International Convention for Suppression of Financing TerrorismSenate Consideration of Treaty Document 106-49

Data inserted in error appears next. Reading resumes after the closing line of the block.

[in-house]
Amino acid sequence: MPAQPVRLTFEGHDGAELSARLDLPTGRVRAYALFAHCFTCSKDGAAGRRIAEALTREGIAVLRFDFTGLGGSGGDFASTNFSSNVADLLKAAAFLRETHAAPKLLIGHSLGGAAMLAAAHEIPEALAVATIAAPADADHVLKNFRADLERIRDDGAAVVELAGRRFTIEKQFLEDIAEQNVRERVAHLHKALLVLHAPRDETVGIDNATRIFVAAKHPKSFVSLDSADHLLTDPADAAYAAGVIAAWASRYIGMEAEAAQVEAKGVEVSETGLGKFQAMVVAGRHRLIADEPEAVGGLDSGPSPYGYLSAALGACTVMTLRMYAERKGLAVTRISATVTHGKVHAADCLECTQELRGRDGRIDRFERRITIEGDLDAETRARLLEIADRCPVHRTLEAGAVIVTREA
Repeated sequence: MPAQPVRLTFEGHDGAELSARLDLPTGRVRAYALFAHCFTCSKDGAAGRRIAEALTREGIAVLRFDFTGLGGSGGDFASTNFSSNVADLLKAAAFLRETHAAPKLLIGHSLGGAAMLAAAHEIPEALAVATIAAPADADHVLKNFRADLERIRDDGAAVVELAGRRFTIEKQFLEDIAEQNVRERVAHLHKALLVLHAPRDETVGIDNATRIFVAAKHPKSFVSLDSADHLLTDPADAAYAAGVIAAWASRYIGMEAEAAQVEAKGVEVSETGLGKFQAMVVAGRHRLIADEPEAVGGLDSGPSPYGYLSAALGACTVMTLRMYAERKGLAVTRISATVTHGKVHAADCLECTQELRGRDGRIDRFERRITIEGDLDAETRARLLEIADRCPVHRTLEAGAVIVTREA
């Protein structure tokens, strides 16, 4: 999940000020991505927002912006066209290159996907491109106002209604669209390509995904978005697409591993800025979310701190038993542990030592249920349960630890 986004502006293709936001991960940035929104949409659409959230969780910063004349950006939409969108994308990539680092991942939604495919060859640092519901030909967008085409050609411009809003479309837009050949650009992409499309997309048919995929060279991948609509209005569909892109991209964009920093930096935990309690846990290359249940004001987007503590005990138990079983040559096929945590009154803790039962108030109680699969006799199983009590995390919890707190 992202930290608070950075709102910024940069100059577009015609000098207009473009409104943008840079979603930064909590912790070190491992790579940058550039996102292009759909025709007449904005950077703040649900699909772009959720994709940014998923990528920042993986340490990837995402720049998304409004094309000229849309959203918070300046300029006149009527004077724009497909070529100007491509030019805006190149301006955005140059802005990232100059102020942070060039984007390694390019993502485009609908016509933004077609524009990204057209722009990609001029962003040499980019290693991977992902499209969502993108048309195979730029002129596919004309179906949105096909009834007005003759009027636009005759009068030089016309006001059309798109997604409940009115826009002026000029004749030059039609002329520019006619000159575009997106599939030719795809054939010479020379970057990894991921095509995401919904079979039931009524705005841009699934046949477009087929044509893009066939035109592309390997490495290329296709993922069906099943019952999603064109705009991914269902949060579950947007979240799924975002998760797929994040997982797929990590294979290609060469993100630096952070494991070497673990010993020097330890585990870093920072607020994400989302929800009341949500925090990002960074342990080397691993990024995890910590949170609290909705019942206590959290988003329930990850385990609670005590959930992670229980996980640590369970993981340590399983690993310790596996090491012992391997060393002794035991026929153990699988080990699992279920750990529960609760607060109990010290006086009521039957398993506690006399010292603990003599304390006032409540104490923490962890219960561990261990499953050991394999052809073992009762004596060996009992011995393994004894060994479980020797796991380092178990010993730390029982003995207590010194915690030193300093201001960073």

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[Senate Treaty Document 106-49] [From the U.S. Government Publishing Office] 106th Congress 2d Session SENATE Treaty Doc. 106-49 _______________________________________________________________________ INTERNATIONAL CONVENTION FOR SUPPRESSION OF FINANCING TERRORISM __________ MESSAGE from THE PRESIDENT OF THE UNITED STATES transmitting INTERNATIONAL CONVENTION FOR THE SUPPRESSION OF THE FINANCING OF TERRORISM, ADOPTED BY THE UNITED NATIONS GENERAL ASSEMBLY ON DECEMBER 9, 1999, AND SIGNED ON BEHALF OF THE UNITED STATES OF AMERICA ON JANUARY 10, 2000 October 12, 2000.--Convention was read the first time, and together with the accompanying papers, referred to the Committee on Foreign Relations and ordered to be printed for the use of the Senate. __________ U.S. GOVERNMENT PRINTING OFFICE 089-118 WASHINGTON : 2000 LETTER OF TRANSMITTAL ---------- The White House, October 12, 2000. To the Senate of the United States: With a view to receiving the advice and consent of the Senate to ratification, I transmit herewith the International Convention for the Suppression of the Financing of Terrorism, adopted by the United Nations General Assembly on December 9, 1999, and signed on behalf of the United States of America on January 10, 2000. The report of the Department of State with respect to the Convention is also transmitted for the information of the Senate. In recent years, the United States has increasingly focused world attention on the importance of combating terrorist financing as a means of choking off the resources that fuel international terrorism. While international terrorists do not generally seek financial gain as an end, they actively solicit and raise money and other resources to attract and retain adherents and to support their presence and activities both in the United States and abroad. The present Convention is aimed at cutting off the sustenance that these groups need to operate. This Convention provides, for the first time, and obligation that States Parties criminalize such conduct and establishes an international legal framework for cooperation among States Parties directed toward prevention of such financing and ensuring the prosecution and punishment of offenders, wherever found. Article 2 of the Convention states that any person commits an offense within the meaning of the Convention ``if that person by any means, directly or indirectly, unlawfully and willfully, provides or collects funds with the intention that they should be used or in the knowledge that they are to be used, in full or in part, in order to carry out'' either of two categories of terrorist acts defined in the Convention. The first category includes any act that constitutes an offense within the scope of and as defined in one of the counterterrorism treaties listed in the Annex to the Convention. The second category encompasses any other act intended to cause death or serious bodily injury to a civilian, or to any other person not taking an active part in hostilities in a situation of armed conflict, when the purpose of the act, by its nature or context, is to intimidate a population, or to compel a government or an international organization to do or to abstain from doing any act. The Convention imposes binding legal obligations upon States Parties either to submit for prosecution or to extradite any person within their jurisdiction who commits an offense as defined in Article 2 of the Convention, attempts to commit such an act, participates as an accomplice, organizes or directs others to commit such an offense, or in any other way contributes to the commission of an offense by a group of persons acting with a common purpose. A State Party is subject to these obligations without regard to the place where the alleged act covered by Article 2 took place. States Parties to the Convention will also be obligated to provide one another legal assistance in investigations or criminal or extradition proceedings brought in respect of the offenses set forth in Article 2. Legislation necessary to implement the Convention will be submitted to the Congress separately. This Convention is a critical new weapon in the campaign against the scourge of international terrorism. I hope that all countries will become Parties to this Convention at the earliest possible time. I recommend, therefore, that the Senate give early and favorable consideration to this Convention, subject to the understanding, declaration and reservation that are described in the accompanying report of the Department of State. William J. Clinton. LETTER OF SUBMITTAL ---------- Department of State, Washington, October 3, 2000. The President, The White House. The President: I have the honor to submit to you, with a view to its transmission to the Senate for advice and consent to ratification, subject to the understandings, declaration and reservation set forth below, the International Convention for the Suppression of the Financing of Terrorism, adopted by the United Nations General Assembly on December 9, 1999, and signed on behalf of the United States of America on January 10, 2000 (the ``Convention''). Pursuant to a French-led Group of Eight (``G-8'') initiative, with strong support and input from the United States, the United Nations General Assembly decided in Resolution 53/108 of a 8 December 1998 that the Ad Hoc Committee established by General Assembly Resolution 51/210 of 17 December 1996 should elaborate an international convention for the suppression of terrorist financing to supplement the existing counterterrorism conventions. Basing its work on a draft text prepared by France, the United States, and other G-8 members, the Ad Hoc Committee successfully negotiated the text during two drafting sessions in New York in March and September-October 1999, and recommended it to the Sixth (Legal) Committee for consideration. On November 18, 1999, the Sixth Committee, by consensus, recommended the draft Convention to the General Assembly for adoption. The Convention was adopted by the General Assembly, by consensus, on December 9, 1999. The Convention fills an important gap in international law by expanding the legal framework for international cooperation in the investigation, prosecution, and extradition of persons who engage in the financing of terrorism. By filling this gap, the Convention advances a critical counterterrorism priority of the United States which was articulated in your September 21, 1998, address to the United Nations General Assembly when you called on all states to enhance their efforts to combat terrorist financing. The Convention provides for States Parties to exercise criminal jurisdiction over the unlawful and willful provision or collection of funds with the intention that they be used or in the knowledge that they are to be used in order to carry out certain terrorist acts as defined in the Convention. In creating such a legal regime, the Convention follows the precedents set by numerous terrorism conventions to which the United States is already a party, including the 1971 Convention for the Suppression of Unlawful Acts Against the Safety of Civil Aviation, the 1973 Convention on the Prevention and Punishment of Crimes Against Internationally Protected Persons, including Diplomatic Agents, the 1979 International Convention Against the Taking of Hostages, and the 1988 Convention for the Suppression of Unlawful Acts Against the Safety of Maritime Navigation, with Related Protocol. Like these earlier Conventions, this new Convention requires States Parties to criminalize under their domestic laws certain types of criminal offenses, and also requires parties to extradite or submit for prosecution persons accused of committing or aiding in the commission of such offenses. Article 1 and 2 together serve to define the offenses covered by the Convention, with Article 1 incorporating several definitions of phrases used in Article 2. Article 1 includes a definition of ``funds,'' drawn from the definition of ``property'' in the 1988 Convention Against Illicit Traffic in Narcotic Drugs and Psychotropic Substances, to which the United States is a party. Specifically, the definition of ``funds'' encompasses within its very broad scope ``assets of every kind, whether tangible or intangible, movable or immovable, however acquired, and legal documents or instruments in any form, including electronic or digital, evidencing title to, or interest in, such assets. * * *'' The definition was understood by all delegations to include property, and a list of illustrative examples incorporated at the end of the Article 1.1 definition further conveys its breadth. Paragraph 1 of Article 2 states that any person commits an offense within the meaning of the Convention ``if that person by any means, directly or indirectly, unlawfully and willfully, provides or collects funds with the intention that they should be used or in the knowledge that they are to be used, in full or in part, in order to carry out'' either of two categories of terrorist acts. The first category includes any act which constitutes an offense within the scope of and as defined in one of the treaties listed in the annex to the Convention. The second category is any other act intended to cause death or serious bodily injury to a civilian, or to any other person not taking an active part in hostilities in a situation of armed conflict, when the purpose of such act, by its nature or context, is to intimidate a population, or to compel a government or an international organization to do or to abstain from doing any act. With respect to the first category, the Convention annex lists nine counterterrorism conventions, ranging from the 1970 Convention for the Suppression of Unlawful Seizure of Aircraft to the 1997 International Convention for the Suppression of Terrorist Bombings (``Terrorist Bombings Convention''). The United States is a party to the first eight of the listed conventions and has signed and transmitted to the Senate for its advice and consent to ratification the Terrorist Bombings Convention (Treaty Document 106-6). Paragraph 2 of Article 2 further provides that upon depositing its instrument of ratification, acceptance, approval or accession to the Convention, a state which is not a party to one of the conventions listed in the annex may declare that in the application of the Terrorist Financing Convention to that State Party, the convention at issue shall be deemed not to be included in the annex. Article 2.2(a) further provides that this declaration ceases to have effect as soon as that state becomes a party to the relevant convention, which fact must be notified to the depository. The United States should make such a declaration with respect to the Terrorist Bombings Convention if it is not a party to that Convention at the time of the deposit of its instrument of ratification with respect to the Terrorist Financing Convention. I therefore recommend that, in the event the United States is not a party to the Terrorist Bombings Convention at the time the United States deposits its instrument of ratification of the present Convention, that the following declaration to Article 2.2 be included in the United States instrument of ratification of the Convention: Pursuant to Article 2.2(a) of the Convention, the United States of America declares that, in the application of this Convention to the United States, the International Convention for the Suppression of Terrorist Bombings shall be deemed not to be included in the annex referred to in paragraph 1, subparagraph (a). In the event the United States is a party to the Terrorist Bombings Convention at the time it deposits its instrument of ratification to the Convention, such a declaration would not be deposited. The second category of terrorist acts under Article 2.1(b) incorporates language specifically suggested by the United States. The intent, which was broadly shared by other delegations, was to define the terrorist activity meant to be addressed by the Convention in a way that excluded the legitimate actions of the military forces of states by focusing on the intentional targeting of civilians as such. In order to ensure that the Convention encompassed the financing of attacks on off-duty military personnel, as in the cases of the 1996 Al Khobar Towers bombings in Dhahran, Saudi Arabia, and the 1983 Beirut barracks bombings, the provision was expanded to also apply to attacks on ``any other person not taking an active part in the hostilities in a situation of armed conflict.'' The qualifier requiring that the purpose of the act be to ``intimidate a population, or to compel a Government'' was intended and understood to eliminate mere ``ordinary crime'' from the scope of the Convention. Given the importance of protecting the flexibility of the United States to conduct legitimate activities against all lawful targets and consistent with the view taken by the United States in prior counterterrorism conventions as to their nonapplicability to the activities of state military forces in the exercise oftheir official duties, I recommend an Understanding to make it clear that nothing in the present Convention precludes States Parties from conducting legitimate activities against all lawful targets in accordance with the law of armed conflict. Further, because suspected offenders may seek to claim the benefit of the ``armed conflict'' exception in Article 2.1(b) to avoid extradition or prosecution under the Convention, it would be useful for the United States to articulate an Understanding regarding the scope of this exception. In this respect, an appropriate source of authority would be the widely accepted provision in Paragraph 2 of Article 1 of Protocol II Additional to the Geneva Conventions of 12 August, 1949, concluded at Geneva on June 10, 1977, which President Reagan transmitted to the Senate on January 29, 1987, for advice and consent to ratification (Treaty Doc. 100-2). Specifically, protocol II states that ``armed conflict'' does not include ``internal disturbances and tensions, such as riots, isolated and sporadic acts of violence and other acts of a similar nature.'' I therefore recommend that the following understanding be included in the United States instrument of ratification of the Convention: The United States of America understands that nothing in the present Convention precludes States Parties from conducting legitimate activities against all lawful targets in accordance with the law of armed conflict. The United States further understands that the term ``armed conflict'' in Article 2.1(b) does not include internal disturbances and tensions, such as riots, isolated and sporadic acts of violence and other acts of a similar nature. Paragraph 3 of Article 2 provides that for an act to constitute an offense under the Convention, it shall not be necessary that the funds were actually used to carry out one of the two categories of offenses referred to in paragraph 1(a) or (b). Paragraph 4 of Article 2 provides a person also commits an offense if that person attempts to commit an offense as set forth in paragraph 1. Paragraph 5 provides further that any person commits an offense if that person participates as an accomplice in an offense under paragraphs 1 or 4, organizes or directs others to commit such an offense, or in any other way intentionally contributes to the commission of one or more such offenses by a group of persons acting with a common purpose. These ancillary offenses in paragraph 3 are more comprehensive than those included in the earlier counterterrorism conventions to which the United States is a party, and it is anticipated that they will strengthen the ability of the international community to investigate, prosecute and extradite those who conspire or otherwise contribute to the commission of offenses defined in the Convention. Article 3 makes most of the Convention's provisions inapplicable to acts of terrorist financing that lack an international aspect. In generally limiting its scope of application to those cases involving elements from more than one state, the Convention follows the precedent set by the prior counterterrorism conventions to which the United States is a party such as the 1971 Convention for the Suppression of Unlawful Acts Against the Safety of Civil Aviation and the 1979 Convention Against the Taking of Hostages. Article 4 requires States Parties to make the offenses enumerated in Article 2 criminal offenses punishable under their domestic laws by appropriate penalties that take into account their grave nature. Article 5 provides that States Parties, in accordance with their domestic legal principles, shall take the necessary measures to enable a legal entity located in their territory or organized under their laws to be held liable when a person responsible for the management or control of that legal entity has, in that capacity, committed an offense set forth in Article 2. Such liability may be criminal, civil, or administrative and is without prejudice to the criminal liability of individuals having committed the offenses. This provision is particularly important in the context of terrorist financing where banks and other financial institutions may be intentionally misused by their senior officers to facilitate acts of terrorist financing. Article 6 requires States Parties to adopt such measures as may be necessary to ensure that criminal acts within the scope of the Convention are not justifiable by considerations of a political, philosophical,ideological, racial, ethnic, religious or other similar nature. Under Article 7, each State Party must establish its jurisdiction over the offenses set forth in Article 2 when the offense is committed: (1) in its territory; (2) on board a vessel flying its flag or an aircraft registered under its laws at the time the offense is committed; or (3) by a national of that State. Each State Part has discretion to establish jurisdiction over offenses set forth in Article 2 where the offense was directed towards or resulted in the carrying out of one of the two categories of terrorist acts referred to in Article 2.1(a) or (b): in the territory of that State; against national of that State; against a State or government facility of that State abroad, including diplomatic or consular premises of that State; or committed in an attempt to compel that State to do or abstain from doing any act. Each State Party also has the discretion to establish jurisdiction over offenses set forth in Article 2 where the offense is committed either by a stateless person who has his or her habitual residence in the territory of that State or on board an aircraft which is operated by the Government of that State. Upon becoming a party to the Convention, a State must notify the United Nations Secretary-General of the jurisdiction it has established under its domestic law in accordance with paragraph 2. Moreover, any changes to this jurisdiction must be immediately notified to the Secretary-General. Thus, under the terms of Article 7, States Parties may enact a broad array of jurisdictional bases over the offenses enumerated in Article 2. Of significant interest and value to the United States, which has many government facilities outside of its territory, is the Convention's recognition of jurisdiction over the financing of terrorist attacks against a State or government facility of that State abroad, including an embassy or consular premises of that State. This would give the United States universally recognized jurisdiction based on this Convention, for example, to prosecute in U.S. courts the financiers of attacks on all U.S. Government facilities abroad, including diplomatic and consular premises such as those attacked in 1998 in Kenya and Tanzania, as well as U.S. military installations such as those attacked in the 1996 Al- Khobar Towers bombing in Dhahrden, Saudi Arabia. Also of significant interest and value to the United States is the provision in Article 7 providing that States Parties may criminalize conduct where the offense being financed is committed in an attempt to compel that State to do or abstain from doing any act. This provides jurisdiction for offenses under this Convention where terrorists seek to coerce State action, even where a national or facility of that State is not the target of the attack. In addition to the bases for jurisdiction set forth in paragraphs 1 and 2 of Article 7, paragraph 4 of Article 7 requires jurisdiction to be established by a State Party over the offenses set forth in Article 2 where the alleged offender is present in its territory and is not extradited to any of the State Parties that have established their jurisdiction in accordance with paragraphs 1 and 2. In the event that more than one State Party claims jurisdiction over offenses set forth in Article 2, the Convention provides that they must strive to coordinate their actions appropriately. The Convention also provides that without prejudice to the norms of general international law, it does not exclude the exercise of any criminal jurisdiction established by a State Party in accordance with its domestic law. Article 8 provides that each State Party shall take appropriate measures, in accordance with its domestic legal principles, to identify, detect and freeze, or seize any funds used or allocated for the purpose of committing the offenses set forth in Article 2, as well as the proceeds derived from such offenses, for purposes of possible forfeiture. Further, each State Party concerned may consider concluding agreements on the sharing with other States Parties, on a regular or case- by-case basis, of the funds derived from the forfeitures referred to in this Article. The Article also provides that its provisions are to be implemented withoutprejudice to the rights of third parties acting in good faith. Article 9 includes certain provisions relating to offenders or alleged offenders detained for the purpose of extradition or prosecution. This article, like the Convention as a whole as well as other similar counterterrorism conventions, is not intended to create individual rights of action. In a provision of crucial importance for the Convention, Paragraph 1 of Article 10 declares that a State Party which does not extradite an alleged offender found in its territory shall ``without exception whatsoever and whether or not the offense was committed in its territory'' submit the case to its competent authorities for the purpose of prosecution, through proceedings in accordance with the laws of that State. Those authorities are obligated to take their decision in the same manner as in the case of any other offense of a grave nature under the law of that State. In an innovation over the prior counterterrorism conventions to which the United States is a party, this Convention includes a provision in paragraph 2 of Article 10 (first proposed by the United States in the Terrorist Bombings Convention) to the effect that the obligation in paragraph 1 to extradite or submit for prosecution can be discharged by the temporary transfer of nationals for trial by those States Parties that could not otherwise extradite their nationals, provided both the Requesting and Requested States agree. This provision on temporary transfer of nationals for trial is a useful recognition of this practice by the international community in a binding multilateral legal instrument. Paragraph 1 of Article 11 amends existing extradition treaties to include the offenses defined in Article 2 as extraditable offenses and paragraph 3 provides that they shall be extraditable offenses between States Parties which do not make extradite conditional on an extradition treaty. Article 12 establishes general mutual legal assistance obligations between States Parties in connection with investigations or criminal or extradition proceedings brought in respect of the offenses in Article 2. In an innovation over prior counterterrorism conventions, the Convention in paragraph 2 provides that States Parties may not refuse a request for mutual legal assistance on the ground of bank secrecy. Article 13 in a related innovation over prior counterterrorism conventions provides that none of the offenses set forth in Article 2 shall be regarded, for the purposes of extradition or mutual legal assistance, as a fiscal offense and, accordingly, States Parties may not refuse a request for such assistance on the sole ground that it concerns a fiscal offense. Article 14 provides that none of the offenses set forth in Article 2 shall be regarded, for the purposes of extradition or mutual legal assistance, as a political offense or as an offense connected with a political offense, or as an offense inspired by political motives. Accordingly, a request for extradition or mutual legal assistance may not be refused solely on such grounds. This Article provides a useful narrowing of the political offense exception in such cases. In many modern United States bilateral extradition treaties there are already provisions which bar application of the political offense exception to extradition with respect to offenses covered under multilateral conventions to which ``prosecute or extradite'' obligations apply. The 1998 Terrorist Bombings Convention was the first U.N. counterterrorism instrument to similarly limit the political offense exception. This provision builds on this trend by making the restriction on the invocation of the political offense exception for requests based on offenses under Article 2 a matter of general application rather than dependent on the terms of individual bilateral law enforcement treaties between the States Parties. Article 15 provides that nothing in the Convention shall be interpreted as imposing an obligation to extradite or to afford mutual legal assistance if the requested State Party has substantial grounds for believing that the request for extradition for offenses set forth in Article 2 or for mutual legal assistance with respect to such offenses has been made for the purpose of prosecuting or punishing a person on accountof that person's race, religion, nationality, ethnic origin or political opinion or that compliance with the request would cause prejudice to that person's position for any of these reasons. This Article is similar to provisions already included in a number of U.N. counterterrorism treaties. Article 16 provides and establishes various conditions for the temporary transfer to one State Party, for purposes of assistance under the Convention, of a person in custody in another State Party, provided that the person in question consents and the competent authorities of both States Parties agree. This provision was also included at the suggestion of the United States in the Terrorist Bombings Convention and is similar to provisions found in virtually all of the bilateral mutual legal assistance treaties to which the United States is a party. Article 17 discusses the rights of persons taken into custody or regarding whom any other measures are taken or proceedings are carried out pursuant to this Convention. Article 18 states that States Parties shall cooperate in the prevention of offenses set forth in Article 2 by taking all practicable measures to prevent and counter preparations in their respective territories for the commission of those offenses within or outside their territories. The Article provides that States parties shall consider, inter alia a series of financial including efforts by financial institutions to identify unusual or suspicious transactions and to report transactions suspected of stemming from criminal activity. Article 19 contains a requirement to notify the United Nations Secretary-General of the final outcome of criminal proceedings relating to alleged offenders under the Convention. Article 20 states that States Parties shall carry out their obligations under the Convention in a manner consistent with the principles of sovereign equality and territorial integrity of states and that of non intervention in the domestic affairs of other states. Article 21 provides that nothing in the Convention shall affect other rights, obligations and responsibilities of states and individuals under international law. Article 22 provides that nothing in the Convention entitles a State Party to undertake in the territory of another State Party the exercise of jurisdiction and performance of functions which are exclusively reserved for the authorities of that other State Party by its domestic law. Article 23 relates to the first category of offenses described in Article 2.1(a). It establishes a mechanism for expanding the scope of the Convention by adding new conventions to the Annex. The Annex may be amended by the addition of relevant treaties that: are open to participation by all States; have entered into force; and have been ratified, accepted, approved or acceded to by at least 22 States Parties to the Convention. Any State Party may propose such an amendment, and each amendment, shall be deemed adopted unless one third of the States Parties object to it in writing not later than 180 days after its circulation. Adopted amendments to the Annex shall enter into force 30 days after the deposit of the twenty-second instrument of ratification, acceptance or approval of such amendment for all those States Parties that have deposited such an instrument. Thereafter, the amendment shall enter into force for any other State Party on the thirtieth day after the deposit of its own instrument of ratification, acceptance or approval. This mechanism ensures both that the scope of the Convention can evolve to encompass the financing of additional terrorist activity, as may be agreed by the international community, and that the scope of the present Convention is not expanded with respect to a particular State Party without that State party's explicit agreement. Under this provision, the United States expects to deposit an instrument of acceptance of such an amendment if the treaty that is the subject of the amendment has entered into force for the United States with the advice and consent of the Senate. Otherwise, any amendment that the United States proposes to accept would be submitted to the Senate for its advice and consent. Article 24.1 provides that disputes between two or more States Parties concerning the interpretation orapplication of the Convention that cannot be settled through negotiation within a reasonable time shall be submitted at the request of one of them to ad hoc arbitration, or, failing agreement on the organization of such arbitration, to the International Court of Justice. Article 24.2 provides that a State may make a declaration excluding this dispute- resolution obligation at the time of signature, ratification, acceptance, approval or accession. In October 1985, the United States withdrew its declaration under Article 36 of the Statute of the International Court of Justice accepting the compulsory jurisdiction of the Court. Consistent with that discussion, I recommend that the following reservation to Article 24.1 be included in the United States instrument of ratification: Pursuant to Article 24.2 of the Convention, the United States of America declares that it does not consider itself bound by Article 24.1, but reserves the right specifically to agree in a particular case to follow the arbitration procedure set forth in the Convention or any other procedure for arbitration. This reservation would allow the United States to agree to an adjudication by a chamber of the Court in a particular case, if that were deemed desirable. As detailed in Article 26, the Convention will enter into force on the thirtieth day following the date of deposit of the twenty-second instrument of ratification, acceptance, approval or accession. Pursuant to Article 27, a State Party to the Convention may denounce it by written notice to the United Nations Secretary-General. Denunciation will take effect one year from the date of receipt of the notification by the United States Secretary-General. Recommended legislation necessary to implement the Convention is being prepared for separate submission to the Congress. The Department of Justice joins in recommending that this Convention be transmitted to the Senate at an early date for its advice and consent to ratification, subject to the understanding, the declaration relating to Article 2, and the reservation to Article 24.1, previously described. Respectfully submitted, Strobe Talbott.